Whatever the reasons, the gloves are off in the fight for and against industrial-scale wind turbines, but the Canadian Wind Energy Association (CanWEA) is urging its membership to work closely with communities to gain back a broad base of public support and the Ontario Government is forging ahead in its support of the turbines as a key element in a greener energy future.
The provincial commitment is evidenced by a Long Term Energy Plan announced Tuesday. Although nuclear energy would provide 50% of electricity under the new plan, wind, solar and biomass sources would provide 18%, with most of it from wind.
Perhaps nowhere is the fight more visible than here in Dufferin County, where a group calling itself Whittington Coalition for our Right to a Healthy Environment (WCORHE) has organized a second protest parade from Orangeville’s Rotary Park along Second Avenue and Broadway to MPP Sylvia Jones’s office at 10 a.m. this Saturday.
Oddly, perhaps, what is turning into a major issue locally is born out of a relatively minor installation, at least in respect of scale. But it has raised a number of considerations, not the least of which might be the adequacy of setbacks as defined under the Green Energy Act (GEA).
Betsy Collin, whose million dollar residence on the Mono-Amaranth Townline would fall under the shadow of the three 2.3-megawatt turbines in Amaranth, questions the GEA’s standard minimum setback of 550-metres without reference to the size of the turbine.
It isn’t the first time the role of the GEA has come under scrutiny in Dufferin. Not long ago, Melancthon council learned of a farmer’s co-operative by way of a news release from the proponent.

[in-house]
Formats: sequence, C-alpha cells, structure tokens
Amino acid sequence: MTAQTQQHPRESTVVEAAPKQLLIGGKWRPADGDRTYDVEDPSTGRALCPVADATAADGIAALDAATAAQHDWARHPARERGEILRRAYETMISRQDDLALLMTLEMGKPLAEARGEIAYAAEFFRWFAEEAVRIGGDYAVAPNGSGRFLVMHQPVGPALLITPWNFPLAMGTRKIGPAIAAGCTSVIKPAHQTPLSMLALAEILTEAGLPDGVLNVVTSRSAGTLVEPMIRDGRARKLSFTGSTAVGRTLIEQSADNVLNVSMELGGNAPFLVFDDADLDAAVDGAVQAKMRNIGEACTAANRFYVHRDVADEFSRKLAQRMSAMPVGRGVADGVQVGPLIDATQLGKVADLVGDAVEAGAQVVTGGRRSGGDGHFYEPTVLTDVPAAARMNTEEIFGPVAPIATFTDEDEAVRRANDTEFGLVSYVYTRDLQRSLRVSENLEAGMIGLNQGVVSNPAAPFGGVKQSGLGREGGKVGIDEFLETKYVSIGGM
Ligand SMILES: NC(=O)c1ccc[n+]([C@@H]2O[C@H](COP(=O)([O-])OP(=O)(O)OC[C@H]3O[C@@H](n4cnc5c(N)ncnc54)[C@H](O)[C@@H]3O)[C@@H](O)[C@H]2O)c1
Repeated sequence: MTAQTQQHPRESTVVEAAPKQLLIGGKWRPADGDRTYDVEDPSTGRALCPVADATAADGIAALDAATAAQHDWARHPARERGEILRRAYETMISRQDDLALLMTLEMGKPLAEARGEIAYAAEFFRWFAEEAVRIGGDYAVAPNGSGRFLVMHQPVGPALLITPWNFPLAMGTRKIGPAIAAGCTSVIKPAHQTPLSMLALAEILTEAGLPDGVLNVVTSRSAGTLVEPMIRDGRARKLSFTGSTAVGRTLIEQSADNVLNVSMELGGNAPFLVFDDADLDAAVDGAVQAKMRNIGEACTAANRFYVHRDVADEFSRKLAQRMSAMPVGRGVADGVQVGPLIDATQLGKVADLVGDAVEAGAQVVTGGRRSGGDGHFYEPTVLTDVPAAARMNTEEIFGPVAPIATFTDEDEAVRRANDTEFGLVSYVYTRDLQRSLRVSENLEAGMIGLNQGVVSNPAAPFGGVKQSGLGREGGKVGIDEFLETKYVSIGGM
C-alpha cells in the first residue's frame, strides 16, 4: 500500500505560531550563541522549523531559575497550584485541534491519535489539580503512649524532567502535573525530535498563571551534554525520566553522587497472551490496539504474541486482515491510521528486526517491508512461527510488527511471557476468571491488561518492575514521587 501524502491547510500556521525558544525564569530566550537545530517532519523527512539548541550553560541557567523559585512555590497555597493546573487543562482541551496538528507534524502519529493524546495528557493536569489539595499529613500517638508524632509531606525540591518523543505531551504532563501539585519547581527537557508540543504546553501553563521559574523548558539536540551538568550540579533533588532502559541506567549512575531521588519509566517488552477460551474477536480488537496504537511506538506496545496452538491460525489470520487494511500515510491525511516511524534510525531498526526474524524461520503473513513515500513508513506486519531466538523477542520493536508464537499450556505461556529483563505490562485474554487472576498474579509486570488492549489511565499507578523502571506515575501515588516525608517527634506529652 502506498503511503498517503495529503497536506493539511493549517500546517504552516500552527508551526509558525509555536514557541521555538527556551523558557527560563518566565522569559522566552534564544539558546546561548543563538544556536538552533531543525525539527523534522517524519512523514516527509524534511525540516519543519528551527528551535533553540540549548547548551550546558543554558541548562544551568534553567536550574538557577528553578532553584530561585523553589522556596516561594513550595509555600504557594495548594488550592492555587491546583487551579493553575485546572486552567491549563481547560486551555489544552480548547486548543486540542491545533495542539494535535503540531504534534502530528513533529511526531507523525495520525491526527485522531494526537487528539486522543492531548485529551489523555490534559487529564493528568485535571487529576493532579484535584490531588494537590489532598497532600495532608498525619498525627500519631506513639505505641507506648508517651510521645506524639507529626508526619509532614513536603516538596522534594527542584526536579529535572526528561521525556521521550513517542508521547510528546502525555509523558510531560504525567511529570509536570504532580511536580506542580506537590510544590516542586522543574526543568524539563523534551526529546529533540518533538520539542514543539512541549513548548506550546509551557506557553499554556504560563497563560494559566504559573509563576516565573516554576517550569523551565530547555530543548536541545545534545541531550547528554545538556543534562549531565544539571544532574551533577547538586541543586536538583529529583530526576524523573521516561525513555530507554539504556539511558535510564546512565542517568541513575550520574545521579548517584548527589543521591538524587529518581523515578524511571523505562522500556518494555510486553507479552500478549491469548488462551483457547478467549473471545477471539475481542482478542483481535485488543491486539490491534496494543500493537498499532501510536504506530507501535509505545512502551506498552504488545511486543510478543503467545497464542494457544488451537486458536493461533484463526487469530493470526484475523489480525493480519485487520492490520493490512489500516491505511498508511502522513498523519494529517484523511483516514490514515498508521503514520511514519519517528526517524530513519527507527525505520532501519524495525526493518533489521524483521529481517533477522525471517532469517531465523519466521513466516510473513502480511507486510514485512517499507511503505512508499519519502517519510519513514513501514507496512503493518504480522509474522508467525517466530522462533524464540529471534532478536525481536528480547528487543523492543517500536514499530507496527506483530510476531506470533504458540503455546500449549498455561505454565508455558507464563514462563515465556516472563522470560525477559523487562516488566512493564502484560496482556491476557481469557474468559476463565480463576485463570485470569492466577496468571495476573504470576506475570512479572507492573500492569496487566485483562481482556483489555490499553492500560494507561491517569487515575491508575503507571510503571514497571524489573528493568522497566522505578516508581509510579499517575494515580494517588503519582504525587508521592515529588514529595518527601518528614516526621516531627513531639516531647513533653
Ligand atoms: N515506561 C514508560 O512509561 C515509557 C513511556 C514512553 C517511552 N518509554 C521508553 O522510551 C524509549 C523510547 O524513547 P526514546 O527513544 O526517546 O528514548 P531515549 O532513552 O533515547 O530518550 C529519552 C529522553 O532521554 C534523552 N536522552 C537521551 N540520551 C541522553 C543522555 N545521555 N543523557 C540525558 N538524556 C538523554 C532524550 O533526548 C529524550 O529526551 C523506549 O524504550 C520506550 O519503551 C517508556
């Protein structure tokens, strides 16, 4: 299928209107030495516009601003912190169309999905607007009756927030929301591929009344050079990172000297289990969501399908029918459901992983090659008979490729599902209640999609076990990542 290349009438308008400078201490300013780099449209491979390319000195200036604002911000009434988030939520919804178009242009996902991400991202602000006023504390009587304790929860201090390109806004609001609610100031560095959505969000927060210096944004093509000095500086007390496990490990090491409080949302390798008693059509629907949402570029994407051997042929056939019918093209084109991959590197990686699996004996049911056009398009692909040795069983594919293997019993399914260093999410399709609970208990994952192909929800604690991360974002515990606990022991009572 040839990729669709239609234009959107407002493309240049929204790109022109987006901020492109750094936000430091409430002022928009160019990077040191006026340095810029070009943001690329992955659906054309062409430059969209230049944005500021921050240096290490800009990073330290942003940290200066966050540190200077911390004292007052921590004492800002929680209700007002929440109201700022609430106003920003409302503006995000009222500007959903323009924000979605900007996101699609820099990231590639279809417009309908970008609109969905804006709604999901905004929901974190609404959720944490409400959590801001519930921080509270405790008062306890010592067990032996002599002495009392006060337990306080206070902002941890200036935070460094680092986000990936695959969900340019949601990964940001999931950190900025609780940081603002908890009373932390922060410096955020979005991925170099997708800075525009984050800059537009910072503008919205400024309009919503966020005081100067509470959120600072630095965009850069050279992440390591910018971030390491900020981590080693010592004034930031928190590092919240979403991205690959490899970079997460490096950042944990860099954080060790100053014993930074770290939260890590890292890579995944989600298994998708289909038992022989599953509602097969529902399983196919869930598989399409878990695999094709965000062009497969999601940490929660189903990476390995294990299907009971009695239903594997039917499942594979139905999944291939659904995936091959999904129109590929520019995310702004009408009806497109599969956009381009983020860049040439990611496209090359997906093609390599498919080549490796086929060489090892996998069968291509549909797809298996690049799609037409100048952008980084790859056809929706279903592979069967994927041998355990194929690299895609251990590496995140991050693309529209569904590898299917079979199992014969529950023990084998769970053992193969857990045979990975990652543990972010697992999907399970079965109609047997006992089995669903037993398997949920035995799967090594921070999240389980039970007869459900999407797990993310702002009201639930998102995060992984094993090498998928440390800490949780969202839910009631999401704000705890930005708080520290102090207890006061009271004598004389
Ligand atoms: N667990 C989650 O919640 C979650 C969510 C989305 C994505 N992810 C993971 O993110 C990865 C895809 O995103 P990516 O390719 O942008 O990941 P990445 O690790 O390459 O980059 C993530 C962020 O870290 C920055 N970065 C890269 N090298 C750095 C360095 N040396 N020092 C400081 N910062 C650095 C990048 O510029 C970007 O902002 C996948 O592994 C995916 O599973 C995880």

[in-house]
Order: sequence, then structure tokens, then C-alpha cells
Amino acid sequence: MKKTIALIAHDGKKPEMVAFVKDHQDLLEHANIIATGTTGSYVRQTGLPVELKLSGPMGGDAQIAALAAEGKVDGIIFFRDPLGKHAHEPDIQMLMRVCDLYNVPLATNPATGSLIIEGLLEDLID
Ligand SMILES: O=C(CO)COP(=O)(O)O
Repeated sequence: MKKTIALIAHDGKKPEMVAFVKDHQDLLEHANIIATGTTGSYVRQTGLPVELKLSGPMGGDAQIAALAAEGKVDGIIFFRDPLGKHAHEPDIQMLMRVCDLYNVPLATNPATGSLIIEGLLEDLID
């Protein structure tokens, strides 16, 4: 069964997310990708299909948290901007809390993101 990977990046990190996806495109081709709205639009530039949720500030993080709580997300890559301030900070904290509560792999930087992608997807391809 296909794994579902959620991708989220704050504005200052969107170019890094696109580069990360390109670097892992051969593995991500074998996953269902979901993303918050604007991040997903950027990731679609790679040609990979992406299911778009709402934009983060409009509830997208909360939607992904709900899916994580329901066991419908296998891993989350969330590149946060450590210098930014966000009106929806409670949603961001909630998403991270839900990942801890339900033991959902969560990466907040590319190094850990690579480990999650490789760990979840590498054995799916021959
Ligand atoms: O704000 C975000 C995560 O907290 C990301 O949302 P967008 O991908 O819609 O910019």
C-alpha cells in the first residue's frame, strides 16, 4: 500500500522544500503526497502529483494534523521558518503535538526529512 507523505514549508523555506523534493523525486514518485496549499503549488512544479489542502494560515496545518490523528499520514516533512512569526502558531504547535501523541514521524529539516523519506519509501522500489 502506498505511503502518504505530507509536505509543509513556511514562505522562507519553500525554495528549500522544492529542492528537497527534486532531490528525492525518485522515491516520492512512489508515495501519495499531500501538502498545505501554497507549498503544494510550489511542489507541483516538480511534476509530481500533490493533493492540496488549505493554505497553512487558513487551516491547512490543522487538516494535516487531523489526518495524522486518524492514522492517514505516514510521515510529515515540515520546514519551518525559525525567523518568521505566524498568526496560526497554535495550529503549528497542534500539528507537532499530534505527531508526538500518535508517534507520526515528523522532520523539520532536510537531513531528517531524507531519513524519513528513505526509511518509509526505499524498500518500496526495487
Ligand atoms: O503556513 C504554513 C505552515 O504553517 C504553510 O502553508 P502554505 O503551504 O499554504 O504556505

It is the sort of thing that CanWEA president Robert Hornung says shouldn’t happen. The GEA, he said, “does clearly contain requirements and provisions,” he said, but those are the minimum standards of engaging in consultation.
To overcome that problem, CanWEA has been drafting a document, Best Practises for Community Engagement and Consultation, a principle of which would be to “consult early and often.”
Consultation, however, is not going to overcome perceptions of adverse health effects from industrial wind farms, the other thrust of WCORHE’s opposition to the Whittington project’s setbacks, and Wind Concerns Ontario’s (WCO) opposition generally.
CanWEA, along with its U.S. counterpart, a year ago had established a seven-member panel, including experts in the fields of medicine, audiology, acoustics, environmental and public health from Canada, the United States, the United Kingdom and Denmark.
That panel, in a report co-authored by Dr. Robert McCunney, based on a review of a large body of scientific literature on sound and health effects, and specifically with regard to sound produced by wind turbines, concluded that sounds or vibrations emitted from wind turbines have no adverse effect on human health.
“The panel’s multi-disciplinary approach helped to fully explore the many published scientific reports related to the potential impact of wind turbines on people’s health,” said Dr. McCunney, an occupational/ environmental medicine physician and research scientist at Massachusetts Institute of Technology.